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Subject: Re: [boost] [threadpool] version 22 with default pool
From: vicente.botet (vicente.botet_at_[hidden])
Date: 2009-03-09 17:04:48

----- Original Message -----
From: "Edouard A." <edouard_at_[hidden]>
To: <boost_at_[hidden]>
Sent: Monday, March 09, 2009 9:19 PM
Subject: Re: [boost] [threadpool] version 22 with default pool

>> > If you are using a kernel object to wait, you pay the cost of a
>> transition
>> > even if you don't have to wait.
>> Sorry, I'm a little bit lost.
> [Edouard A.]
> My phrasing was confusing. I meant:
> Even if you don't need to wait, you pay the cost of context switch when
> accessing a kernel synchronization object.

The single function accesd will be is_ready, which is not a core function (see below).

>> Boost.Interthreads has already this kind of free functions (wait()).
>> Now that Boost.ThreadPool allows to check if the tread is a worker of
>> a pool we can add a layer doing exactly that.
>> What do you think?
> The principle is good, however I'm afraid that you will add to the cost of
> the waiting a nasty thing: poisoning. The threads that will wait will not be
> able to schedule other useful tasks. Unless you wish to dedicate a pool for
> this purpose.

As I have already explained in other threads the worker thread will not block while waiting, because it is replaced by reschedul_until the condition is satisfyed (see in particular my last post)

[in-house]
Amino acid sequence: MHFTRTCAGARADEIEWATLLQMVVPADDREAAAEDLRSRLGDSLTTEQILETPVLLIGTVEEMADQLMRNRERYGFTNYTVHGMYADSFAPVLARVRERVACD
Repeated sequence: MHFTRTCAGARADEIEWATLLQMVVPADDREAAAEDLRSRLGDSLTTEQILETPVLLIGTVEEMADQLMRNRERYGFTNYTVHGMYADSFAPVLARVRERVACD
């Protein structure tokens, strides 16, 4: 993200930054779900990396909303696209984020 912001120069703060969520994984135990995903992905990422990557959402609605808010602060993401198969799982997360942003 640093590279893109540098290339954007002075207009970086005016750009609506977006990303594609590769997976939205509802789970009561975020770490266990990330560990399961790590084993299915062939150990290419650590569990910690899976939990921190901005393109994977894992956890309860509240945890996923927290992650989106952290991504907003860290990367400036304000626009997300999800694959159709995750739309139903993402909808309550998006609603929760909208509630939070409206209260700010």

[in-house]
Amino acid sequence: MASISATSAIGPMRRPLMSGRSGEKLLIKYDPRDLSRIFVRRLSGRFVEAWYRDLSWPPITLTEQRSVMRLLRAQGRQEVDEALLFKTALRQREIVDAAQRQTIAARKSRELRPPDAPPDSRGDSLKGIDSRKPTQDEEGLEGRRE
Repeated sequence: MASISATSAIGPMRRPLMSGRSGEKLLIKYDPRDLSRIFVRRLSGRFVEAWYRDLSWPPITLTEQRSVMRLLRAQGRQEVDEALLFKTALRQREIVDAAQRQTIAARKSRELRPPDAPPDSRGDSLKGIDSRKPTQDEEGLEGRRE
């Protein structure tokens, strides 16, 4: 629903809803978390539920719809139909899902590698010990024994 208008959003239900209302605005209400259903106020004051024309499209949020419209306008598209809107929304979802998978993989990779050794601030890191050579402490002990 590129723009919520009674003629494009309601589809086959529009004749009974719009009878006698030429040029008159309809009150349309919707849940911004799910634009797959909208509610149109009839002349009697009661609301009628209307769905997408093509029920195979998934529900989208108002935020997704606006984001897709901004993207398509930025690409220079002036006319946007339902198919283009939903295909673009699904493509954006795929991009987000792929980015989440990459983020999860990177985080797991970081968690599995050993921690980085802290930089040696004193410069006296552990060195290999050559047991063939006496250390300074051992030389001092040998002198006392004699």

> In other news, I've improved the sorting function as you suggested:
> template <typename RandomIterator, typename Pool> void
> rec_pivot_partition(RandomIterator first, RandomIterator last, Pool & p) {
> if (std::distance(first, last) > 1000)
> {
> RandomIterator pivot = pivot_partition(first, last);
> boost::tp::task<void> task =
> p.submit(boost::bind(&rec_pivot_partition<RandomIterator, Pool>,
> boost::ref(first),
> boost::ref(pivot),
> boost::ref(p)));
> rec_pivot_partition(pivot, last, p);
> task.result().wait();
> }
> else
> {
> std::sort(first, last);
> }
> };
> The results are much better, this time on a larger vector to account Phil's
> remark:
> std::fill reverse 0..10000000 elapsed: 0.039 ok : 1
> tbb::parallel_for fill 0..10000000 elapsed: 0.016 ok : 1
> std::sort reverse 0..10000000 elapsed: 1.172 ok : 1
> tbb::parallel_sort reverse 0..10000000 elapsed: 0.269 ok : 1
> boost::tp::sort reverse 0..10000000 elapsed: 0.331 ok : 1
> This should not be seen as a real benchmark for a parallel_sort
> implementation - there are many more cases to evaluate when it comes to
> sorting - but I think it's safe to say that TBB is significantly more
> efficient. That should not discourage anyone of course: TBB is a mature
> library with a lot of skilled people working on it.
> I also increased the size of the block to 10,000 and performance improved a
> little bit (to ~ 0.316). If I increase to 100,000, performance go back to ~
> 0.331.

Good new, isn't it?
> I initially set up the slice to 1,000 because that's the size of a slice in
> TBB. I wanted - first of all - to compare the engines.
> I've run a test with sizes between 100 and 150,000 and it seems to have
> little impact on the outcome. This is strange. It's a bit early to say if
> it's bad news. See csv & graph attached. I've used GetTickCount to measure.

I agree this is suspect.
> We should perhaps do a test where we would inject large amount of tasks of
> precise duration and see how the scheduler behaves. It would also be
> interesting to measure the delay of execution of one of the tasks (if you
> know a task should last 1 s, measure how long it actually took).

Profiling will be welcome.


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